Richmond economic development authorities entered tentative discussions earlier this year with pharmaceutical giant Pfizer about expanding its manufacturing facility in Henrico County. Instead, Pfizer decided to close the plant as part of a major restructuring.
However, state and local officials did put together enough incentives to convince Pfizer to keep its research and development center in Richmond, preserving another 300 jobs.
Pfizer, the world’s largest drug maker, is closing eight other plants in the U.S., Ireland and Puerto Rico. Production at the Richmond facility, which makes ChapStick, Robitussin, Dimetapp and other over-the-counter products, will be phased out over the next few years and moved to other Pfizer plants. Five hundred fifty employees will be laid off if the plant is not sold.
The company is not cutting all local ties, however. Its Consumer Healthcare Product Development Center will remain in Richmond, and around 160 employees will continue to work in commercial operations, distribution and logistics.
Greg Wingfield, president and CEO of the Greater Richmond Partnership Inc. (GRP), a public-private economic development organization, says that in addition to lost jobs, the shutdown could hurt local suppliers and vendors. “For every manufacturing job, there’s usually two other service-related jobs that are lost in a situation like this,” he says.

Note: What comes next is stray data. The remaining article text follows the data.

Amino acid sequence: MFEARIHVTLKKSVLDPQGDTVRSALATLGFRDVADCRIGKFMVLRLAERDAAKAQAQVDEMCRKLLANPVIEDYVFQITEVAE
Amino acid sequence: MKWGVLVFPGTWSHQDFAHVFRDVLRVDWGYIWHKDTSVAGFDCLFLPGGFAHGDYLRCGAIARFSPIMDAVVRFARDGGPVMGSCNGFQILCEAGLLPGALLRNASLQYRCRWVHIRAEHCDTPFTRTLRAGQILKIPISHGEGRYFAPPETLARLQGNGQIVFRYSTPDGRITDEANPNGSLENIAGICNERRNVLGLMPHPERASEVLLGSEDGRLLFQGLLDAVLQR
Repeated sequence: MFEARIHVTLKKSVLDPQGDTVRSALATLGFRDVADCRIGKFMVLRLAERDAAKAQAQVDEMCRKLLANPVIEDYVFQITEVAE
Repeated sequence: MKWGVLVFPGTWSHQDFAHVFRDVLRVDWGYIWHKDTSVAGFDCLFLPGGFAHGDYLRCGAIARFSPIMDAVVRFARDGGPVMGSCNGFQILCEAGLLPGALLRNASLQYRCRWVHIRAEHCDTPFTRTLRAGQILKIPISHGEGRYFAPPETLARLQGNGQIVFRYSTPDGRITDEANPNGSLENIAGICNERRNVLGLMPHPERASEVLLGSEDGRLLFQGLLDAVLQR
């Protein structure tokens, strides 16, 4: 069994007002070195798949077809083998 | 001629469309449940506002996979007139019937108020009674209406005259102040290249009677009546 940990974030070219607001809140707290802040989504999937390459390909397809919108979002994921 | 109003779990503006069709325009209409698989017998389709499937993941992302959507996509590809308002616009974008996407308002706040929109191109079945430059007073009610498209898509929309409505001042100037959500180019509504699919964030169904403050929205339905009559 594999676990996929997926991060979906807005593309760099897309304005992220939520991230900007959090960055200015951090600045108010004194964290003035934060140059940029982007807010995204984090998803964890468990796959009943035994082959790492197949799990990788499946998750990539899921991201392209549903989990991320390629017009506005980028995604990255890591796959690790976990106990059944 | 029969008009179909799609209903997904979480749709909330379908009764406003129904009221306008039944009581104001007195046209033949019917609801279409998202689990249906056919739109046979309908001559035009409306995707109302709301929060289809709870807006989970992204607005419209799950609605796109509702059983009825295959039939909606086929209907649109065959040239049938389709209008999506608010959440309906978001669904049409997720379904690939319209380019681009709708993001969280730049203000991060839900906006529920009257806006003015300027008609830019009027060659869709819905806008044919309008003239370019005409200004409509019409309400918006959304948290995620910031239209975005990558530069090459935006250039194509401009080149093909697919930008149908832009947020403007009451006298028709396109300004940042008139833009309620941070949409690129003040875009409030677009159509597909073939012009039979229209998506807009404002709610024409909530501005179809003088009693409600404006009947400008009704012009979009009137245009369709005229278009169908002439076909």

For this reason, GRP and local economic development groups are trying to find a company willing to buy the Pfizer plant and one or more of the product lines. “That would be the best scenario,” Wingfield says, noting that Pfizer also is pushing for a package sale. “You’ve got the work force in place, the machinery, the equipment. Everything could just go along like it had been previously but with a different label on the product.”
That scenario would also promote the continuity of a rich legacy. The plant has been producing over-the-counter health products for decades. It originally was owned by A.H. Robins, a longstanding Richmond company that developed Robitussin, ChapStick and other brands. The Robins family has been involved in many area philanthropic projects, especially at the University of Richmond. Wyeth, formerly known as American Home Products, purchased A.H. Robins in 1989. Pfizer acquired Wyeth last year.
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